ARTICLES - Interesting Debate on Cartoon Brew about Animation Magazine's Pitch Party

I just found an interesting debate on Cartoon Brew thanks to it's mention in a podcast by Alt Animation.  The debate is about whether the Pitch Party that Animation Magazine provides to  animators who have shows they want to pitch is worth the $375 USD it costs to buy a 2"x5" ad based 'pitch' for your show in their magazine.  The ad will be viewed and judged by a panel of industry execs.  The winning 'pitch' will receive their submission fee back and get the opportunity to actually pitch their show to the panel exec of their choice.

Amid at Cartoon Brew raised his objections about the Pitch Party in an opionion piece titled A Pitch Party Where Everyone Looses Except Animation Magazine and Animation Magazine have posted a rebuttal on their site.  I enjoy a good debate and I think Amid raises some valid concerns about whether the participant exposure/benefit is worth their cash investment especially when judges base their decisions on a 2"x5" ad panel as opposed to actual animation.

I don't really feel it's doing a disservice to people who willing opt into it because, generally, any chance to get your work in front of execs is a good thing.  I think the real issue being debated is whether Animation Magazine is banking on it's name in the industry to sell something that won't actually benefit the people that purchase it.  I certainly don't know how beneficial it is and the only real way to tell would be to pole all the participants from each year and see if the exposure they received was worth their investment.  Some of the comments on the Cartoon Brew post seem to infer it was conceived as an exploitative tactic by Animation Magazine, which I find a bit ridiculous. At $375 USD per ad I doubt it's making them enough money to be considered a cash cow. I expect it was created as an idea for Animation Magazine to help it's readers meet with execs and because they run a business they had to make sure that it would pay for itself.  It was also created 10 years ago, before YouTube and the other plethora of free video uploading sites existed, let alone affordable means of producing animation.  So maybe the competition just needs a little rejigging as opposed to being completely done away with.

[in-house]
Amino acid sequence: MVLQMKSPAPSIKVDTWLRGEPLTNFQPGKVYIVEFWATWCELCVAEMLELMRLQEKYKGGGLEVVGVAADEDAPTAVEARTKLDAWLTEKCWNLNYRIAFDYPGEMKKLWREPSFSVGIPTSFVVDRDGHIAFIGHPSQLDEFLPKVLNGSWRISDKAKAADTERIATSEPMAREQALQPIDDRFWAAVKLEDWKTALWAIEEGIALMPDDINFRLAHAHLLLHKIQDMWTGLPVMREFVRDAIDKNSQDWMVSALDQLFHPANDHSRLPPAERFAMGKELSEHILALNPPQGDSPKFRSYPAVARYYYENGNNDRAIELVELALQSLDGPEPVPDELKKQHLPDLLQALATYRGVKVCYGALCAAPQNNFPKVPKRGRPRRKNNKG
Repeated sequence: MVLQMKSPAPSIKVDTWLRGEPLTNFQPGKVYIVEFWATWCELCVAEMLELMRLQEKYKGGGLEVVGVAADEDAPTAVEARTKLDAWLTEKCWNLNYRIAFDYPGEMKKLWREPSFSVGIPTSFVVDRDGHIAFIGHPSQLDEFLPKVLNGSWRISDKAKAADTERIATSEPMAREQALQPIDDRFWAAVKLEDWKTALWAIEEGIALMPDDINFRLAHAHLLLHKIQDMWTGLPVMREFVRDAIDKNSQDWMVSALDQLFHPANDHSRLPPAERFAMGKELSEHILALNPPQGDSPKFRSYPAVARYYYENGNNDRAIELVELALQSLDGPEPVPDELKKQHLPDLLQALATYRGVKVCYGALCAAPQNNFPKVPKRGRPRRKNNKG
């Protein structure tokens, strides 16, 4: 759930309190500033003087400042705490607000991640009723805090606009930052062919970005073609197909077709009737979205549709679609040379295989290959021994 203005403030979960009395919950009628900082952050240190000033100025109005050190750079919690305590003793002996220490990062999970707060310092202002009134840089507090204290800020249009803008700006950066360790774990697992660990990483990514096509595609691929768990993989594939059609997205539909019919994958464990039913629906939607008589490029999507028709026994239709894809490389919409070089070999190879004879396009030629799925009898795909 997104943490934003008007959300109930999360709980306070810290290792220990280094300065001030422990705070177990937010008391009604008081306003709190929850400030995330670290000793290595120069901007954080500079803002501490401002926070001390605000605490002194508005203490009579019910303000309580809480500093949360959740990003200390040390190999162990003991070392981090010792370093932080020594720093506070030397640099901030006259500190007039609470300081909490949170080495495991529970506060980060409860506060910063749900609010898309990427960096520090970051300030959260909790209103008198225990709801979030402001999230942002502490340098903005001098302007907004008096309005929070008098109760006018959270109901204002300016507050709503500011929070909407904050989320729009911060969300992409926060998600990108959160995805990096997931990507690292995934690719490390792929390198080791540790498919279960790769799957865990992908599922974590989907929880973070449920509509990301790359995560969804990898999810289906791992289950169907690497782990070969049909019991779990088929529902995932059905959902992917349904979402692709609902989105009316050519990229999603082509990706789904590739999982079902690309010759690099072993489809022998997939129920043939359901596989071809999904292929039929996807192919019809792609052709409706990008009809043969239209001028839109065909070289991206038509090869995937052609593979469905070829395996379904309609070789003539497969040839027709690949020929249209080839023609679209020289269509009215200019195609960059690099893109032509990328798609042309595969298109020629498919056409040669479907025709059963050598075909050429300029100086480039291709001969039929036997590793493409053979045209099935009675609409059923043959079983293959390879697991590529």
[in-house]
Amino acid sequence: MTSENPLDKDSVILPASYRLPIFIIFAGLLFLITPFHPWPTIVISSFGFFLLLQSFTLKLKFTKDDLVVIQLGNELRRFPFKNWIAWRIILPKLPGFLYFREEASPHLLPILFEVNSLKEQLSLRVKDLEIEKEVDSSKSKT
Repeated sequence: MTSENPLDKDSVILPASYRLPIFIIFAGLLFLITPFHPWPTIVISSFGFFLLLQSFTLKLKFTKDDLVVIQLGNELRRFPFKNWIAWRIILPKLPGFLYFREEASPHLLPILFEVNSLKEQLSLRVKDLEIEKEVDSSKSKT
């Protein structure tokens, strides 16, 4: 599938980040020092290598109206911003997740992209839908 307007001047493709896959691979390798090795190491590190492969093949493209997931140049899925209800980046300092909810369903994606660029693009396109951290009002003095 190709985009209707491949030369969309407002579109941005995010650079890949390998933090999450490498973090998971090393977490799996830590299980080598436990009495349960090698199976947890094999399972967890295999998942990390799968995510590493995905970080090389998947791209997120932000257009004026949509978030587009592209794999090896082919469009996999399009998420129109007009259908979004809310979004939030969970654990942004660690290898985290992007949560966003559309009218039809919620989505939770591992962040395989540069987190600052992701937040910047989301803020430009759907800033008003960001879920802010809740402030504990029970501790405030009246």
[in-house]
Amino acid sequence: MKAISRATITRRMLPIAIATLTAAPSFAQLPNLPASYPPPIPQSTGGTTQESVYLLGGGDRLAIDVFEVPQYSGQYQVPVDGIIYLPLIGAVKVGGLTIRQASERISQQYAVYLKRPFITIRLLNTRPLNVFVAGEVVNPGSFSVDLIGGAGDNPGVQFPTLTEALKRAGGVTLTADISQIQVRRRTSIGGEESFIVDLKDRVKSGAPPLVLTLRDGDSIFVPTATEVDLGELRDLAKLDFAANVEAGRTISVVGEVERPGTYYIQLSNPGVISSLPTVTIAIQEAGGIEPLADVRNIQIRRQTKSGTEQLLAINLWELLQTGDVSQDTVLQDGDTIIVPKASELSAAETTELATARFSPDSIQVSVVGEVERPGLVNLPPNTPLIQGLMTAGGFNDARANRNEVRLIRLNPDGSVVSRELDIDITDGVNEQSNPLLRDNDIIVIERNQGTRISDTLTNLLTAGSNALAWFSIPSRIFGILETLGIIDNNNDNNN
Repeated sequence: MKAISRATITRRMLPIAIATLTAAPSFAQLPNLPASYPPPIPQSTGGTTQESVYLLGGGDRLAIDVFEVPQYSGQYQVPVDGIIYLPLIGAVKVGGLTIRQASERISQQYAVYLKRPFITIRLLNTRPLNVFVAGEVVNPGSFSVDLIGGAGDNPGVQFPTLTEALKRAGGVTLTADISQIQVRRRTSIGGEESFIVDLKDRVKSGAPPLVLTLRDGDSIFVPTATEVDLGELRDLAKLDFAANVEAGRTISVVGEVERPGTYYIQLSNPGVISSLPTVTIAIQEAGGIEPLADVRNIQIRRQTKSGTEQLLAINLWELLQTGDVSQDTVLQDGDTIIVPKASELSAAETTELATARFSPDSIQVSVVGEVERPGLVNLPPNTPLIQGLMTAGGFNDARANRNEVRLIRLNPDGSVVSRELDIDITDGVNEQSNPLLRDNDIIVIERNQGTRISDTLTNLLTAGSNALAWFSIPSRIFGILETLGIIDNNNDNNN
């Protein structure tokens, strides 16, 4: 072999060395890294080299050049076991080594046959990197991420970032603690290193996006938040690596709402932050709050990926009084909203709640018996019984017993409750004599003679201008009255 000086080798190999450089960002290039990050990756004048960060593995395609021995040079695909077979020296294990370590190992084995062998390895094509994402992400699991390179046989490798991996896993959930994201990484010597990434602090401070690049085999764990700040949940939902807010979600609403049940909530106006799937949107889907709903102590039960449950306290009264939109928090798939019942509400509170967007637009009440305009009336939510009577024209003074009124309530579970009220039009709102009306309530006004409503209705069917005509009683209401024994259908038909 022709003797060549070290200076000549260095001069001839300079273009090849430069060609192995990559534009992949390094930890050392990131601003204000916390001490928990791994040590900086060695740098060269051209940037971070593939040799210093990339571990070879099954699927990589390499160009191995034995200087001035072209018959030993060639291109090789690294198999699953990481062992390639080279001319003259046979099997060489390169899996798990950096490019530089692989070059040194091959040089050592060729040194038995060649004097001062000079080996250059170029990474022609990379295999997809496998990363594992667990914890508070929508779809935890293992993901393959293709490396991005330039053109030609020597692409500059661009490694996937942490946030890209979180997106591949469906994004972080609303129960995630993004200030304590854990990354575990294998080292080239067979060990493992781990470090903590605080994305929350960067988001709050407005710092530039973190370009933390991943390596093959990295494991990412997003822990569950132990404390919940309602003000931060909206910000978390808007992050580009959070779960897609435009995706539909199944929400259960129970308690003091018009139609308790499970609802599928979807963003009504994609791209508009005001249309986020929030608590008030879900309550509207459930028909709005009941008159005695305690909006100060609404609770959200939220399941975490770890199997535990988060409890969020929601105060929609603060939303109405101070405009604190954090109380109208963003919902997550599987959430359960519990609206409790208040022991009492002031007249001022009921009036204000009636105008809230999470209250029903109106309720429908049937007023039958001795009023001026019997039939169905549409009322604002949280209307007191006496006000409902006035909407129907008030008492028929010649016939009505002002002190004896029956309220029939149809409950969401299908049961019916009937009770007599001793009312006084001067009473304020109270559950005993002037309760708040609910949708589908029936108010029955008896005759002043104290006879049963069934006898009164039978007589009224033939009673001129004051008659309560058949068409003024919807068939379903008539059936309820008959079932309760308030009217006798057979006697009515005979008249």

One thing that can be said about the Animation Magazine panel is it is a decent cross section of execs from networks that provide programming for all ages.

Another good venue for pitching, where you can meet with as many reps as you like (if you book in time) is the TAC Fast Track conference in Ottawa.  That costs you $485 CAD and guarantees that you get an in person meeting with multiple development execs of your choice.  I participated in that last year and it was a good experience pitching, but I develop shows for adult audiences and the only shows the execs involved with Fast Track last year were interested in were for children (aside from a last minute SPIKE rep that I saw who wanted adult action films à la Afro Samurai).  This year there are two execs interested in adult programming at the TAC Fast Track pitching sessions one of whom is Mitsue Eguchi from Gauguins International Inc. - he specified, however, that it can not contain erotic content (I'm interested what his definition of erotic is).  That being said, Brook Keesling from Cartoon Network lists Bob's Burgers and Archer as her favourite non-CN shows so she might have a soft spot for something adult skewed (unfortunately her target age is 6-11).

One final note is that neither Animation Magazine nor TAC have reps from FOX Animation at their pitch events.  I'd be interested to know why that is since 20th Century FOX Animation is a fairly dominate force in the animation industry.

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